In response to persistent shortages made worse by the coronavirus pandemic, some states are developing new – less onerous – pathways into the profession, including through apprenticeships and recruiting people who don’t yet have any four-year degree.
A teacher apprenticeship program in Tennessee – the first nationwide to get federal approval – provides on-the-job training for prospective educators, ultimately equipping them with both a bachelor’s degree and teaching license. Roughly a dozen other states also are building out teacher apprenticeship programs. (The federal government didn’t include teaching on its list of approved professions for skilled apprenticeship programs until 2021.)
The beauty of these models, advocates say, is students often can participate free – and get paid for doing so.
From teachers assistants to teachers: A special education solution?
Naomi Norman, superintendent of a Michigan school district providing regional services, spearheaded a program several years ago that helps special education teaching assistants become full-time teachers.
Special education has long suffered some of the worst shortages in the country, and in Michigan the problem was magnified in part thanks to bureaucratic obstacles as well as the challenges and demands of the job. Traditionally, Michigan special education teachers first needed to certification in general education then a specialty certificate.
Norman noticed a nosedive in the number of people applying to be special education teachers, from 20 or so candidates for an opening to three or four.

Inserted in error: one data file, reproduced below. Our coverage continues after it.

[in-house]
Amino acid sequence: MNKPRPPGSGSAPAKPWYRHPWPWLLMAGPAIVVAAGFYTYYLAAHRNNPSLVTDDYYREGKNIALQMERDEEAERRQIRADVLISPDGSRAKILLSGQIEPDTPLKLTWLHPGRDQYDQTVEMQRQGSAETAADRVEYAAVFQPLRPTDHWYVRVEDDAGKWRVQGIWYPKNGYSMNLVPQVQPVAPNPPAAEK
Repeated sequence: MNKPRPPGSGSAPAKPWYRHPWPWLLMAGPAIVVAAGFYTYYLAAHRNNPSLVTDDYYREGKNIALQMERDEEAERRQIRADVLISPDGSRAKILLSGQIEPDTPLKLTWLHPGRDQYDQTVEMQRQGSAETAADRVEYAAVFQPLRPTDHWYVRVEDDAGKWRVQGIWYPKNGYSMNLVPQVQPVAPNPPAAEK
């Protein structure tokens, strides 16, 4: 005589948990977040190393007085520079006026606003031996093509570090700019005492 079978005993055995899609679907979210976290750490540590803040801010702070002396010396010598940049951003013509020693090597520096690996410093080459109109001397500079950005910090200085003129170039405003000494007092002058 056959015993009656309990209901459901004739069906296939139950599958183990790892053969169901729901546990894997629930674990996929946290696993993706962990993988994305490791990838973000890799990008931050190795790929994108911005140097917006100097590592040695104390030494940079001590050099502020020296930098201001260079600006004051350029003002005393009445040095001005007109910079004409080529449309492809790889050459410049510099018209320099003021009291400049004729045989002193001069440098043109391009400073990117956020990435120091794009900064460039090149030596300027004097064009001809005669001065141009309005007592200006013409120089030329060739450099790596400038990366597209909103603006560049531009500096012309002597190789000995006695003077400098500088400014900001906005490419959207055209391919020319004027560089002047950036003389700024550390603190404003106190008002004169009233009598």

After surveying the region’s 1,200 paraprofessionals about interest in help getting certified special education teachers, with their tuition covered and while still getting paid, hundreds stepped forward. Norman and other local superintendents successfully lobbied the state to waive the double-certification requirement rule for a pilot program.
Four cohorts of about 25 students each have joined, including the final group joining this month. It has had promising results: Initial cohorts have had high retention rates and have outperformed traditional teacher training programs, Norman said.
Why the Arkansas experiment is working
Some research shows educators who took nontraditional paths are more likely than those with traditional resumes to quit.
Experts say such churn is inevitable when policymakers relax requirements too much, treating prospective teachers as warm bodies without attending to retention
In Oklahoma, lawmakers passed legislation last year allowing anyone with a high school diploma and "distinguished qualifications" in their field to teach permanently in classrooms. In Florida, similar legislation allows veterans without degrees to teach alongside a mentor.
Last year, Arizona’s state education board voted to allow substitute teachers, typically required only to have a high school diploma, to lead classrooms full-time for an entire academic year.
The Arkansas Teacher Corps has watched retention soar after shifting attention to existing staff and more virtual options. According to Hetherington, a big reason is doing so removed barriers for people whose experiences make them ideal for the role but also limited in their ability to sacrifice time and money.
Through video coaching options, teachers-in-training have consistent access to a mentor without driving for hours. The same goes for the seven-week intensive training, which before the pandemic was offered only in person.
“The district's not having to find a new employee, and they have somebody who probably grew up there, is connected to the community," Hetherington said. "It just it makes a huge difference.”
Contact Alia Wong at (202) 507-2256 or email@example.com. Follow her on Twitter at @aliaemily.
This article originally appeared on USA TODAY: Teacher shortages are ailing schools nationwide. What can be done?